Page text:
If you look your black shapes in high zoom, you see that they are anti-aliased, their borders are fuzzy to make them visually straight (=not appearing as stairs). Thus no selection can select those black shapes, all of them and nothing else. All possible selections will be compromises that leave out a little of the wanted or take along a little of the unwanted or both. Playing with selection antialias settings you maybe find an acceptable compromise.
Selections are harmful. You cannot draw them freely until you are ready. One unthinked click and it's gone. For example drawings are much more robust and there are also better tools to edit them.
My suggestion: Make a new layer, draw there a solid image which covers your wanted selection. That can be a vector shape or a bitmap pattern. Edit it until it's ready. High zoom, layer opacity+blending modes are essential tools to see the result and compare, if you use the bitmap version. Then make it to your selection. Try different antialias settings.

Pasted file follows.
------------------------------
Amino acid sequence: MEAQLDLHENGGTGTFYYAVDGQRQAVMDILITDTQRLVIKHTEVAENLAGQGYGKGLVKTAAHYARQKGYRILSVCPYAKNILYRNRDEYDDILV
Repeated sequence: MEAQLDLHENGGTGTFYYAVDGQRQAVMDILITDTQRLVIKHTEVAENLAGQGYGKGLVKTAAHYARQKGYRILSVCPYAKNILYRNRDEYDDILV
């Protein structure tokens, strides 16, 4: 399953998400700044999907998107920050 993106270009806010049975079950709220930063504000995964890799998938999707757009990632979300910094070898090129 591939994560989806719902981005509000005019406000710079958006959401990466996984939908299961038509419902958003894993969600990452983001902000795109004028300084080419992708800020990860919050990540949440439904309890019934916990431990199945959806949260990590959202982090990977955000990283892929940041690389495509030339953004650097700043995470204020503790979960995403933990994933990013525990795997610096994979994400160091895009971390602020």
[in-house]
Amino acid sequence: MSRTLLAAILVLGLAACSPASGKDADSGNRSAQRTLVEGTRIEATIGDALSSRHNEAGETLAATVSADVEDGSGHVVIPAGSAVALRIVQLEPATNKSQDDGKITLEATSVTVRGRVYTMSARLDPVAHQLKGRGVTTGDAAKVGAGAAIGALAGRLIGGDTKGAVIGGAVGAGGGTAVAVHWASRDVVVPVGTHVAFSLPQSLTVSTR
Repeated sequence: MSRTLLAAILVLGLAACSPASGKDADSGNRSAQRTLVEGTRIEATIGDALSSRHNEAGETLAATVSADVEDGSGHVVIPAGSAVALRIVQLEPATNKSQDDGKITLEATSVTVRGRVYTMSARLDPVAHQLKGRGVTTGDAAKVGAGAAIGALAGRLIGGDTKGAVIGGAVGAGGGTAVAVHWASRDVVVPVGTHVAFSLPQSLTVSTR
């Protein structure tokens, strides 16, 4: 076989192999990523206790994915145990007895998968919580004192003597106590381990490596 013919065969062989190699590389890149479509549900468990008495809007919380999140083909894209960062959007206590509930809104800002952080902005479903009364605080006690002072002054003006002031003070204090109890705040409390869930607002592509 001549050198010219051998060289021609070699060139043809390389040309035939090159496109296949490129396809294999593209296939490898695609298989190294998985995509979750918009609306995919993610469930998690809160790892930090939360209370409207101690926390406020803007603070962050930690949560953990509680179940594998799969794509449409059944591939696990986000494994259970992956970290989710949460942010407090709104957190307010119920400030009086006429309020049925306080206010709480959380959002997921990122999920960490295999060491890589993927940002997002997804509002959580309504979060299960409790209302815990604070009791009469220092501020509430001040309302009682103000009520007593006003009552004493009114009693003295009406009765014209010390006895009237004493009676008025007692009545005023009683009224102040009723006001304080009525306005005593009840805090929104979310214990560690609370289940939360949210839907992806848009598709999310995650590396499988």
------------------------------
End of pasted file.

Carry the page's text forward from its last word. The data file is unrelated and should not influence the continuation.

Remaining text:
Professional image manipulators often draw paths. They can be edited until they are perfect and a selection is made. Mastering this should be also your goal.
I would make a copy of the image layer and adjust its contrast and colors as clear as possible. Then I would draw with the pen tool (clicking only) a path, edit it perfect with the direct selection tool and finally make a selection, this:
High zoom makes imperfections visible and the corner points are easy to move without destroying the straightness and other points. Moving the selected point is possible with arrow keys even outside the visible area.
Hopefully this was coarse and precise enough.
ADD: If this happens to be the whole image, not a small part of it, redrawing as vector shapes, even going to Illustrator for it, should be considered.